7. Cover the top of the jar with your filtering cloth and pour off the buttermilk.
  8. Fill your container with ice-cold water up until the top of the butter.
  9. Replace your earlier filtering cloth with a new one. Drain the container by pouring water out into the sink. Repeat until the water drains become clear.
  10. Also, drain the water under the butter by squeezing the butter with a wooden spatula. Use paper towels to absorb the drainage.
  11. Add salt as desired. Refrigerate your freshly made butter.

The Whipping Method: 

Things you’ll need:

  • Cream, preferably heavy
  • Chilled stainless steel bowl
  • Two wooden spatulas

Things you’ll do:

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  1. Pour your room temperature cream into your chilled bowl.
  2. Whip your cream until the cream looks dry enough.
  3. After viewing this, continue whipping until you see the separation of the butter and the buttermilk from each other.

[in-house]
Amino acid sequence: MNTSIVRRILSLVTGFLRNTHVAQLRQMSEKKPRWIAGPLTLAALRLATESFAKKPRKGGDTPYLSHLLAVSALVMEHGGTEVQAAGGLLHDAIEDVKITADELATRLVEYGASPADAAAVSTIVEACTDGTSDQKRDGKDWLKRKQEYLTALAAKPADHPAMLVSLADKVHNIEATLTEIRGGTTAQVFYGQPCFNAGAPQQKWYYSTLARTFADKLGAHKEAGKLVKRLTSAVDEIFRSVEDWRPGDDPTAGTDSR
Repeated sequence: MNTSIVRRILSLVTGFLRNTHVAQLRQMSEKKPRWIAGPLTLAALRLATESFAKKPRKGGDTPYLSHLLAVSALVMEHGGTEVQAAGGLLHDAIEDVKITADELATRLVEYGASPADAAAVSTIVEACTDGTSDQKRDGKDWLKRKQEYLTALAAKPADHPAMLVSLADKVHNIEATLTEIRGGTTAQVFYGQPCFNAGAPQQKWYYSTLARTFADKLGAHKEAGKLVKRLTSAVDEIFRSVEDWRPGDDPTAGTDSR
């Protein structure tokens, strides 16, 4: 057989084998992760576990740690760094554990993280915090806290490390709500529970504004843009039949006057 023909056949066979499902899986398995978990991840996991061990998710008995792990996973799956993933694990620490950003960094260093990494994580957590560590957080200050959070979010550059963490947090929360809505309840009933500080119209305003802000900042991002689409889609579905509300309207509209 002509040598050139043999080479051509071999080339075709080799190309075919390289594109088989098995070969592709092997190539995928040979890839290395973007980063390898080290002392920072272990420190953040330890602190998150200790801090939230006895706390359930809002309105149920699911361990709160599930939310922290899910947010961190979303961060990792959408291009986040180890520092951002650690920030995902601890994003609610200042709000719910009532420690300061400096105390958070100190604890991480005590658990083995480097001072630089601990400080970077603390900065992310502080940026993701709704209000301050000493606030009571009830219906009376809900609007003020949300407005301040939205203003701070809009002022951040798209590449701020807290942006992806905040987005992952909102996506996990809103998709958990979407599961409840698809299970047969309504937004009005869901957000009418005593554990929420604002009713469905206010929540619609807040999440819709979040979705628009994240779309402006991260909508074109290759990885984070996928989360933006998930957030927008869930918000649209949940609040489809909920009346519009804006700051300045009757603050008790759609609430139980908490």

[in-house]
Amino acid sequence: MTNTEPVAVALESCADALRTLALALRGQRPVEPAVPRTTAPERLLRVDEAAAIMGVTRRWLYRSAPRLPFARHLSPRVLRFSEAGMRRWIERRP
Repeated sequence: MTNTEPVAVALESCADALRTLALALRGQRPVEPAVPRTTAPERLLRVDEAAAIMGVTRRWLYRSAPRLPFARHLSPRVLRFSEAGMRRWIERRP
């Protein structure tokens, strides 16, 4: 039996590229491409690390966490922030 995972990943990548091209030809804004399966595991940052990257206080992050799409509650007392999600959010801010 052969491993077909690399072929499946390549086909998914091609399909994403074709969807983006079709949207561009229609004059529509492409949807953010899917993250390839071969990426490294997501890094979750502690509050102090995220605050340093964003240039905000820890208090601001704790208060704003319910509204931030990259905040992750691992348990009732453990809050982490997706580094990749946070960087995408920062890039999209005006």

4. To prevent your butter from being spoiled quickly, put it in the blender and blend it together with ice-cold water.
  5. Blend in low speed for a minute.
  6. After a while, drain the water out of the blender by squeezing it between two wooden spatulas.
  7. Continue draining the butter until the water drainage becomes clear enough.
  8. Add salt as desired.
  9. Refrigerate.

The Blending Method:

Things you’ll need:

  • Whole cream
  • Blender, mixer or food processor
  • Ice-cold water
  • Wooden spatulas

Things you’ll do:

  1. Put your cream into your blender, mixer or food processor and whip into high speed. 
  2. Keep going until milk fat & solid substances (butter) separates from the liquid (buttermilk). You’ll hear the sloshing sound as the indication of this.
  3. Drain the buttermilk away from the butter by running it under ice-cold water and squeezing it between two wooden spoons or spatula. Some people even prefer using their own hands for the squeezing part.
  4. Squeeze as tight as possible – if there’s buttermilk left in your butter, your butter will get rancid quickly.
  5. Rinse it well with ice-cold water.
  6. Pack your butter into an air-tight container.
  7. Add salt as desired.
  8. Refrigerate accordingly.

So, there you have it! How to make butter is a process that’s simple, cost-effective and entertaining.